Rava sent a gift to the local governor, Bar Sheshach, on one of the pagan feast days. He went to pay a visit, and found Bar Sheshach sitting up to his neck in rosewater petals, with harlots standing before him. Bar Sheshach said to him: “Do you have anything as pleasing as this in your world to come?” Rava replied: “We have something better than this!” Bar-Sheshach said: “What could be better than this?” And Rava said to him . . . (BT Masechet Avodah Zarah 65a)
We pride ourselves on graduating students with a superlative “how-to” skill set to put in their proverbial toolbox – our students demonstrate comfort as well as leadership on the bimah by reading Torah, leading services, and serving as gabbaim; they exhibit strong public speaking skills by putting on presentations and even plays in Hebrew; they are able to open up a Hebrew Humash, identify the parasha, and decipher the Rashi script. But when it comes to the “why” of Jewish practice, do we adequately make the case for Jewish living?
Last Hanukkah, I put together a learning program with an upper school class, wherein they would approach younger grades in an attempt to obtain signatures on petitions for changes at the school. These proposed changes included making kippah-wearing optional, holding school sporting events on Saturday, and not requiring students with meat lunches to sit apart from those eating dairy. Unbeknownst to the younger students, of course, the petitions were fake; they were really meant to be a springboard to facilitate discussions about assimilation in the context of the Hanukkah story.
Needless to say, almost every student signed on to the petitions. This was fine, in and of itself; the upperclassmen were actively soliciting signatures, after all. But as our discussion groups debriefed and explored the students’ decisions, I noticed many of them were having trouble articulating why the Jewish practices in question were significant and important to maintain. Interestingly, many students were at a loss to express in their own terms precisely what was valuable about the rituals and practices that marked each school day.
Was it the case that we focused so much on the “how” of being Jewish that we simply neglected the “why?”
In today’s individualistic culture, with instant global communication nearly ubiquitous, people are provided with an infinite amount of “pleasing rosewater petals” to choose from. The phenomenon of personal choice is a dominant characteristic of the modern Jewish experience. So the questions our students will inevitably contend with are: why be Jewish at all? What is the inherent value of traditional Jewish practice? Given all the options, is it even worth the effort? It is imperative that we help students answer these questions for themselves; otherwise we risk their trading in Torah and mitzvot after graduation for something else that resonates more.
In the Talmudic dialogue above, Rava’s response (“we have something better”) is a bit defensive, which is perhaps typical of a religious minority. I do not believe we ought to espouse a view of Jewish tradition as better than the alternatives, per se. What we must promote, however, is a conception of Judaism as not only rooted in a rich history and heritage, but also as a vibrant system of values that is uniquely capable of speaking to modern-day circumstances and imbuing them with meaning.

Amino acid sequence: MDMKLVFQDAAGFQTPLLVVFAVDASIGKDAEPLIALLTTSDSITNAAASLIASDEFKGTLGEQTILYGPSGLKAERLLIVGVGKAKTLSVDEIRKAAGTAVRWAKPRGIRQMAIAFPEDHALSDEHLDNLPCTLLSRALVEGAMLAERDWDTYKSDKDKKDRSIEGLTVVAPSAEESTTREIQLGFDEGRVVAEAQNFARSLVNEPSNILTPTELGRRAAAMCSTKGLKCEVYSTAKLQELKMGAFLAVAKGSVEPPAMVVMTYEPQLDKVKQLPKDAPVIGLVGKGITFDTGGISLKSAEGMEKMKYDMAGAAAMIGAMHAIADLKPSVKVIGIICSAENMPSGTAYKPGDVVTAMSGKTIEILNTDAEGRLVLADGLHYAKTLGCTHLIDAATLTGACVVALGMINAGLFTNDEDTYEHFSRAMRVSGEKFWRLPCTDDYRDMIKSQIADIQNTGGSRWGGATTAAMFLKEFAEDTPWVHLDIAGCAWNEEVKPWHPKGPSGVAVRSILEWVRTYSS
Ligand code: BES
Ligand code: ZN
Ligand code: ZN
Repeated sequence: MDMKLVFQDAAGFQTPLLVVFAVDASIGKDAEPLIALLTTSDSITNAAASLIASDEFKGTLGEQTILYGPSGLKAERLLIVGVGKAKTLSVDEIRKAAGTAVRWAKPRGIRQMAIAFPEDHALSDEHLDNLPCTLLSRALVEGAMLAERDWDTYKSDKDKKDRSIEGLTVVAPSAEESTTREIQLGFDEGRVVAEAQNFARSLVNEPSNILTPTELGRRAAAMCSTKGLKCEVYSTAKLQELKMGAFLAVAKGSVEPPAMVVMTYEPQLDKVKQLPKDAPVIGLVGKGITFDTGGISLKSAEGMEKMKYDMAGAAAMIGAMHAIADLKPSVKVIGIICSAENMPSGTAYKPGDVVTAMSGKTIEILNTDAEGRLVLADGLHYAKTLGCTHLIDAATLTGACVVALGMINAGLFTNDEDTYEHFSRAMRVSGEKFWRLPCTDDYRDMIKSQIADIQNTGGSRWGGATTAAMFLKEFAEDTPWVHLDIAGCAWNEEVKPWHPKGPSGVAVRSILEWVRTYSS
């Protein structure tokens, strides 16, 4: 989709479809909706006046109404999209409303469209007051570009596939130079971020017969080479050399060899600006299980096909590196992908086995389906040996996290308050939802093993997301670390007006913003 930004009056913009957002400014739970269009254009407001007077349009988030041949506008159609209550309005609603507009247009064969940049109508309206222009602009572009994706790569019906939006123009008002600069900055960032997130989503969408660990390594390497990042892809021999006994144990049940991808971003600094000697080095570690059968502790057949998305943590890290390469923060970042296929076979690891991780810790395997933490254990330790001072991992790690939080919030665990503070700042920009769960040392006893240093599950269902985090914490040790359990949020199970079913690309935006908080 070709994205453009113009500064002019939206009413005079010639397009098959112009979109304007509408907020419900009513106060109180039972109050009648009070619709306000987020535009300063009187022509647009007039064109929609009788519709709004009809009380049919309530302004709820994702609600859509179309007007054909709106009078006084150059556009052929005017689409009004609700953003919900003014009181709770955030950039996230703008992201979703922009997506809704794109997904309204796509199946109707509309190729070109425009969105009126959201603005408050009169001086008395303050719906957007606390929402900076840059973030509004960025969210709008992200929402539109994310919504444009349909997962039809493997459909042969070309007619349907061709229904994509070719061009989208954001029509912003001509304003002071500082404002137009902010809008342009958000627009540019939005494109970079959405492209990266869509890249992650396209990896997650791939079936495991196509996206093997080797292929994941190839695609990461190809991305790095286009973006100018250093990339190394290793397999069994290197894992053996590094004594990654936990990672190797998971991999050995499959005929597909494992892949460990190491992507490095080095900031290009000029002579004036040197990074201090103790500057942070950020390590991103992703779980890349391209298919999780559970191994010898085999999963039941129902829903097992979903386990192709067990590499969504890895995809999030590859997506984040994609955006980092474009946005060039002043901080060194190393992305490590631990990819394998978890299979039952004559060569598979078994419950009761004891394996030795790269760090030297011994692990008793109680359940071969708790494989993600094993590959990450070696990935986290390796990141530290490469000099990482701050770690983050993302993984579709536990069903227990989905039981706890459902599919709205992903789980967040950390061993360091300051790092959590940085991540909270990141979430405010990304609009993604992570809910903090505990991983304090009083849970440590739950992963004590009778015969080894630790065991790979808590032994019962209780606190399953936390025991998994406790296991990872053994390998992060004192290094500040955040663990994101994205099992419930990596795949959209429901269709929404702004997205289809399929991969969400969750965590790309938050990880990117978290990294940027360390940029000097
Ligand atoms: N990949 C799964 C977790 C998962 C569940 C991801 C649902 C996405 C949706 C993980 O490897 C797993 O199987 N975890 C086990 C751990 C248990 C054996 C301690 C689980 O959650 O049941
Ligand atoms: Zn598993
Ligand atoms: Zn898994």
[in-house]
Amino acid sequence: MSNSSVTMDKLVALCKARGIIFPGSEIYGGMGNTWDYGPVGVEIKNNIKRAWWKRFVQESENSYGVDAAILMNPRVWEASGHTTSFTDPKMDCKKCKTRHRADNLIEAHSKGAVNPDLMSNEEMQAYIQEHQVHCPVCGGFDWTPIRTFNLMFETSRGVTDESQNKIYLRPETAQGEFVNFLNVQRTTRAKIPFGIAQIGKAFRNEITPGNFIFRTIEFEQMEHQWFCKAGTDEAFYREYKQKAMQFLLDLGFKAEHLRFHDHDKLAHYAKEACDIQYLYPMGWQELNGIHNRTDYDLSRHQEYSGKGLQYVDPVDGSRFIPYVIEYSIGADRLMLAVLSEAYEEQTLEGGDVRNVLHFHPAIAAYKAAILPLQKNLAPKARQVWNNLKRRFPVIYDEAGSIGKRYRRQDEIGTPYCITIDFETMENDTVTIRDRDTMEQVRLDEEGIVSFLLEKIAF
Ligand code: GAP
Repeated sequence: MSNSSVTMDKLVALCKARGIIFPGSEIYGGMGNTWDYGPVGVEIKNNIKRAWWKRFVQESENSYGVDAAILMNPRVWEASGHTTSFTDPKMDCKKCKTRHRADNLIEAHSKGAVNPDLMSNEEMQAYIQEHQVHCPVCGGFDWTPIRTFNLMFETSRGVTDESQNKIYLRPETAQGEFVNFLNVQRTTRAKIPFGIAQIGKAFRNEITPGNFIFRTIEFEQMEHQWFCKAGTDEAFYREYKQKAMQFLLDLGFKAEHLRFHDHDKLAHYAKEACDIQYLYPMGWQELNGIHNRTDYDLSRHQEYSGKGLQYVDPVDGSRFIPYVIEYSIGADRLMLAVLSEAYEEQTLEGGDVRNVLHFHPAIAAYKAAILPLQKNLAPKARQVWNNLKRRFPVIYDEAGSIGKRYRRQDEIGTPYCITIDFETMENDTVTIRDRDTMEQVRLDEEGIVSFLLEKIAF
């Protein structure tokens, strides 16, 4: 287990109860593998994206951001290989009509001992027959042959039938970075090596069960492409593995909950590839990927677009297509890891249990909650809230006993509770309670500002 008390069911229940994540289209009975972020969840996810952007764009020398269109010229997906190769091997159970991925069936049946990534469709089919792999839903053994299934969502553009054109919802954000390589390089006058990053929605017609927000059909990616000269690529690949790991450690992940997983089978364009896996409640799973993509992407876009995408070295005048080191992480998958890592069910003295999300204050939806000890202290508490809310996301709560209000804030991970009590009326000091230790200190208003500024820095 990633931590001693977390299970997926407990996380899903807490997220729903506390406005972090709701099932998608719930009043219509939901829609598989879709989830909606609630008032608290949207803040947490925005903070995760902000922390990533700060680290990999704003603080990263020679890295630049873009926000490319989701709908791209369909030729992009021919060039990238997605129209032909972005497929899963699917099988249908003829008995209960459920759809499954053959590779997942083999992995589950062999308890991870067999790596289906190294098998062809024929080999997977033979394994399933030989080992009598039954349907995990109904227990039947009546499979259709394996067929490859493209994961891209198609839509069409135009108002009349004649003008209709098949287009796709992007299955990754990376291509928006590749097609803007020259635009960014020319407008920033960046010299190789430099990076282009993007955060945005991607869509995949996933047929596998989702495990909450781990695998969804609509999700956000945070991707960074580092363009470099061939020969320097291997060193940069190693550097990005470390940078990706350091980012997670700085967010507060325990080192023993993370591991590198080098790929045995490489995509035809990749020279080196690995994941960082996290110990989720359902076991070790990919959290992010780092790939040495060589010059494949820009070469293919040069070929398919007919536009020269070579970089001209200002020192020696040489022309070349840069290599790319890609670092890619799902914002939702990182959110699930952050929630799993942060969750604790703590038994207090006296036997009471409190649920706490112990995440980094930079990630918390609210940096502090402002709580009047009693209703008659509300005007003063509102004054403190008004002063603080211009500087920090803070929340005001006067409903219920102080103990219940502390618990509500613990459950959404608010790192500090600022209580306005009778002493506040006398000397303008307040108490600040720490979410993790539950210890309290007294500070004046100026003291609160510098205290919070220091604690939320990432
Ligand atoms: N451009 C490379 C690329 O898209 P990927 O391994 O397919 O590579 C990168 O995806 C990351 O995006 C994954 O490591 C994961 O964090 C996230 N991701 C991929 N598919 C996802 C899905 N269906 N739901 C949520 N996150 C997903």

One important mechanism for achieving this is that our classrooms must provide authentic learning experiences that relate Jewish content to students’ lives in a relevant way. This is a critical step for enabling students to view Torah as a living, vital entity which affects our lives meaningfully. Here are a few examples of best practices I have encountered:
- For students in a Rabbinics class who learn about the acceptable times for reciting the Shema and Amidah, create a fieldtrip itinerary wherein they plan for tefillot at halachically acceptable times based on the Mishnah; then use the itinerary to go on a real fieldtrip (including the appropriate tefillot at your destination).
- After learning about the laws of lost objects, students create a proposal for a new lost-and-found policy based on the Tanach and other relevant halachic texts, and present it to the administration to vote on which proposal to implement.
- After learning about the laws and customs for each of the Hagim, students create a column for the school newsletter that helps families celebrate holidays at home.
Such projects entail real “problems” with a real audience, and as such would generate enthusiasm among the students, as well as a visceral connection to Jewish practice. When students work together to connect Torah learning to their lives in an authentic way, then they are more likely to give an affirmative answer about the meaning, value and significance of Torah and Jewish practice.
How we answer the question posed to Rava above is the fundamental goal of Jewish education today, that is, to address the “why” of Judaism in addition to the “how.” Our liturgy exclaims, “Ashreinu mah tov helkenu – how great is our portion [as Jews]!” The challenge we face is to convey this concept to our students, and give them the necessary tools to articulate the “why” for themselves.